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Volunteer Coastal Patrol Uniform Cap

Date: c 1940
110 x 210 x 220 mm, 0.53 lb. (8.65 in., 0.24 kg)
Medium: Fabric
Credit Line: ANMM Collection Gift from the Estate of William Maxwell Beaumont Small
Object Name: Cap
Object No: 00039870

User Terms

    A Volunteer Coastal Patrol (VCP) blue wool uniform cap with black peak and featuring VCP badge of a fouled anchor surmounted by an albatross, crown and laurel wreath.
    The cap belonged to William Maxwell B Small, who joined the Volunteer Coastal Patrol on 11 September 1939. Max Small was born on 24 October 1911 and was a company director and secretary. He is listed at number 56 on the VCP register, with the warrant number 10009. Mr Small skippered the Patrol boat MOONBI 26.
    SignificanceThe Royal Volunteer Coastal Patrol (RVCP) is the oldest volunteer sea rescue organisation in Australia. It was originally formed as the Voluntary Coastal Patrol in 1937 to encourage the volunteer service of yachtsmen and to train them so they would be of value in the event of national emergencies.
    HistoryThe Volunteer Coastal Patrol, the oldest voluntary sea rescue organisation in Australia,was established on 27 March 1937. It evolved out of discussions between Royal Navy Captain Maurice Blackwood and Harold Nobbs and Bill Giles, who believed that an organisation of volunteer yachtsmen would be beneficial in a country with a12,000 nautical mile coastline. Their ideas were presented to Commander Rupert Long, Director of Naval Intelligence, who made recommendations to the Naval Board concerning the establishment of the VCP. TheNaval Board agreed to the concept and the organisation was formed from a nucleus of 12 boat owners.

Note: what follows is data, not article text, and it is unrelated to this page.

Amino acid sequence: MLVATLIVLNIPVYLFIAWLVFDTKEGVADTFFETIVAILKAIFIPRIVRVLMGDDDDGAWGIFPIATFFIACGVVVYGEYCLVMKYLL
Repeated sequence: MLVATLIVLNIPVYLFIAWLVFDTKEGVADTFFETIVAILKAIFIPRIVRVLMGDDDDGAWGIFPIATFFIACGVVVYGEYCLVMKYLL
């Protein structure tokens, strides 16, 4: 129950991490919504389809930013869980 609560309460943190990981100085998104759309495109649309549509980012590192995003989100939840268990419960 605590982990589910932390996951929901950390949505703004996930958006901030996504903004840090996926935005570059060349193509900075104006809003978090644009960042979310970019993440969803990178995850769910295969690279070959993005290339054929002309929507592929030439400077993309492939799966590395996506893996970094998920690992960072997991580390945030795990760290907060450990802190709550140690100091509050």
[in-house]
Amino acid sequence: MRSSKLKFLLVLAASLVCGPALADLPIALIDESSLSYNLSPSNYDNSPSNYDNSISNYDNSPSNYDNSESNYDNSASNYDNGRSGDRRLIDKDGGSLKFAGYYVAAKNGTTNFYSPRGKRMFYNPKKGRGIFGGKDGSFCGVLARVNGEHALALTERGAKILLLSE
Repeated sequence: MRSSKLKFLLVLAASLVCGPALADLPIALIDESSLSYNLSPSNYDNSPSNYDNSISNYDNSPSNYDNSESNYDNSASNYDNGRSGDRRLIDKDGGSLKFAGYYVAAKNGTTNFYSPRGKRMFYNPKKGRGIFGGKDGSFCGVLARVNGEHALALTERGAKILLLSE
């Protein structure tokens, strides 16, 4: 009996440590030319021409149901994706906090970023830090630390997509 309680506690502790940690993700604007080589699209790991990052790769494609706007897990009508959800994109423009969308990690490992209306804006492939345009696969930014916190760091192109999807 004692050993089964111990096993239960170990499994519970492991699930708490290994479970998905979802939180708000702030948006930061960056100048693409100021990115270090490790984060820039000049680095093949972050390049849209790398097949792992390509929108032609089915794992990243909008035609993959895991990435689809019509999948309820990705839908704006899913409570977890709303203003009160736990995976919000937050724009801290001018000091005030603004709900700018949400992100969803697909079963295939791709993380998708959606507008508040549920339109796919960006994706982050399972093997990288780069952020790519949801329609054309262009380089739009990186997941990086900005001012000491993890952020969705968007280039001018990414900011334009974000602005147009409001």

The VCP's objectives were to bring together yachtsmen and those interested in small ships and encourage them to under go a course of training so that their services would be of value to the authorities in rescue situations, and to train and educate these yachtsmen so that Australia's waterways could be made safer for those who ventured upon them in small craft.

    When World War II was declared in 1939, members of the Patrol affirmed their desire to serve their country as a volunteer service, assisting the Royal Australian Navy, Australian Army, Water Police and Maritime Services Board in the vital defence of Sydney Harbour. Oil depots, wharves, troopships, dockyards, the State ammunition dump in Bantry Bay and flying-boat base in Rose Bay were all patrolled by the VCP until war's end. In 1940 the Patrol had some 500 vessels and 2,000 members on its register.

    The VCP continued to operate in the post-war period in a purely voluntar capacity,
    constituting an important element in national security. Its objectives were rewritten to make the organisation of value to the country in times of emergency as well as peace, by making waterways safer for yachtsmen and by setting an example to all those on the water. In 1974 Her Majesty the Queen bestowed the 'Royal 'prefix to the Volunteer Coastal Patrol. While the VCP was originally designed to use properly equipped privately owned vessels, in the 1980s this became unfeasible and the Patrol now owns some 50 vessels.

    The meticulous records kept by the administration of the Volunteer Coastal Patrol
    throughout World War II clearly show the work undertaken and the immense savings to the country; for instance in October 1945 it was calculated that the VCP Sydney Division had travelled 154,500 miles and carried out 7,200 patrols in 84,700 ship duty hours, equating to 333,000 man hours of work performed. As such, as stated in the 2nd edition of the Handbook of the Volunteer Coastal Patrol, "It is a service which justified all the early training and organisation, which by the end of the war played no small part and earned itself a chapter in the official Naval History of the war"
    Additional Titles

    Collection title: Royal Volunteer Coastal Patrol

    Assigned title: Volunteer Coastal Patrol Uniform Cap

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